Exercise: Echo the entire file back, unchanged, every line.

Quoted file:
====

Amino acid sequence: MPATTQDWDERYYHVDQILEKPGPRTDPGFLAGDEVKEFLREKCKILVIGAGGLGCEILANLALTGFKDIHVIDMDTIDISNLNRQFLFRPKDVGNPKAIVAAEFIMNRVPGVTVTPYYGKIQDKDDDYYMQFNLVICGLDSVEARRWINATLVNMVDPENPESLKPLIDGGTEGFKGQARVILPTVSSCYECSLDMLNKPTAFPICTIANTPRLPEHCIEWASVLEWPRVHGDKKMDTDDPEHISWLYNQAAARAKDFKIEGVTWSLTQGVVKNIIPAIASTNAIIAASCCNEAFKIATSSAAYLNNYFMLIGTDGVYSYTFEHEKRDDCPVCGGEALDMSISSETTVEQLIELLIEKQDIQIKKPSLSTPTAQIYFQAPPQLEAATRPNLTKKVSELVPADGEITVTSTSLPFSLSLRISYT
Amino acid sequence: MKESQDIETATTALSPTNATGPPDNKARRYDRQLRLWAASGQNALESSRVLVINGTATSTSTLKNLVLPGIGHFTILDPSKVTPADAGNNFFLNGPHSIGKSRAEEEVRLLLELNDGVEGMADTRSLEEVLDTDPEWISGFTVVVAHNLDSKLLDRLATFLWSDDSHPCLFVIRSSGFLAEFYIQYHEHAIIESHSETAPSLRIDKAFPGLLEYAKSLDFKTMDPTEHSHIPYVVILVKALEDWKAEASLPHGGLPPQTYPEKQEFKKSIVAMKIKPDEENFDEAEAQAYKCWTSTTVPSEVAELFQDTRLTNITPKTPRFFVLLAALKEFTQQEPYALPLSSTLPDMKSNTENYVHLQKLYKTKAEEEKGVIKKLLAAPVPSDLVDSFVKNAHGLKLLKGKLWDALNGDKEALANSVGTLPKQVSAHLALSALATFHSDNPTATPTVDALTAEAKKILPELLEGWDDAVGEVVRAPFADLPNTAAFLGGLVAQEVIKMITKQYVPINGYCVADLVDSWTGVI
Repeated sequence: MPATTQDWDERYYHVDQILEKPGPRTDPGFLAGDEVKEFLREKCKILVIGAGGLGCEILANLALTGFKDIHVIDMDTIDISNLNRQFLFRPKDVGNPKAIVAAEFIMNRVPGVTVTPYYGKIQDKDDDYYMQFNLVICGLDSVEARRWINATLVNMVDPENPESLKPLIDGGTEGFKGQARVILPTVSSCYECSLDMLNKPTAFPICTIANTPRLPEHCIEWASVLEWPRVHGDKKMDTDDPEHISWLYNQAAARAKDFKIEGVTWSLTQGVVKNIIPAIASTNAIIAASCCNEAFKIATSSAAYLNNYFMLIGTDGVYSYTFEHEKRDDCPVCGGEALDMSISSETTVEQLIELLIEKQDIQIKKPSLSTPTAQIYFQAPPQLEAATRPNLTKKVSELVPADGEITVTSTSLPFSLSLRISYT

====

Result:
Amino acid sequence: MPATTQDWDERYYHVDQILEKPGPRTDPGFLAGDEVKEFLREKCKILVIGAGGLGCEILANLALTGFKDIHVIDMDTIDISNLNRQFLFRPKDVGNPKAIVAAEFIMNRVPGVTVTPYYGKIQDKDDDYYMQFNLVICGLDSVEARRWINATLVNMVDPENPESLKPLIDGGTEGFKGQARVILPTVSSCYECSLDMLNKPTAFPICTIANTPRLPEHCIEWASVLEWPRVHGDKKMDTDDPEHISWLYNQAAARAKDFKIEGVTWSLTQGVVKNIIPAIASTNAIIAASCCNEAFKIATSSAAYLNNYFMLIGTDGVYSYTFEHEKRDDCPVCGGEALDMSISSETTVEQLIELLIEKQDIQIKKPSLSTPTAQIYFQAPPQLEAATRPNLTKKVSELVPADGEITVTSTSLPFSLSLRISYT
Amino acid sequence: MKESQDIETATTALSPTNATGPPDNKARRYDRQLRLWAASGQNALESSRVLVINGTATSTSTLKNLVLPGIGHFTILDPSKVTPADAGNNFFLNGPHSIGKSRAEEEVRLLLELNDGVEGMADTRSLEEVLDTDPEWISGFTVVVAHNLDSKLLDRLATFLWSDDSHPCLFVIRSSGFLAEFYIQYHEHAIIESHSETAPSLRIDKAFPGLLEYAKSLDFKTMDPTEHSHIPYVVILVKALEDWKAEASLPHGGLPPQTYPEKQEFKKSIVAMKIKPDEENFDEAEAQAYKCWTSTTVPSEVAELFQDTRLTNITPKTPRFFVLLAALKEFTQQEPYALPLSSTLPDMKSNTENYVHLQKLYKTKAEEEKGVIKKLLAAPVPSDLVDSFVKNAHGLKLLKGKLWDALNGDKEALANSVGTLPKQVSAHLALSALATFHSDNPTATPTVDALTAEAKKILPELLEGWDDAVGEVVRAPFADLPNTAAFLGGLVAQEVIKMITKQYVPINGYCVADLVDSWTGVI
Repeated sequence: MPATTQDWDERYYHVDQILEKPGPRTDPGFLAGDEVKEFLREKCKILVIGAGGLGCEILANLALTGFKDIHVIDMDTIDISNLNRQFLFRPKDVGNPKAIVAAEFIMNRVPGVTVTPYYGKIQDKDDDYYMQFNLVICGLDSVEARRWINATLVNMVDPENPESLKPLIDGGTEGFKGQARVILPTVSSCYECSLDMLNKPTAFPICTIANTPRLPEHCIEWASVLEWPRVHGDKKMDTDDPEHISWLYNQAAARAKDFKIEGVTWSLTQGVVKNIIPAIASTNAIIAASCCNEAFKIATSSAAYLNNYFMLIGTDGVYSYTFEHEKRDDCPVCGGEALDMSISSETTVEQLIELLIEKQDIQIKKPSLSTPTAQIYFQAPPQLEAATRPNLTKKVSELVPADGEITVTSTSLPFSLSLRISYT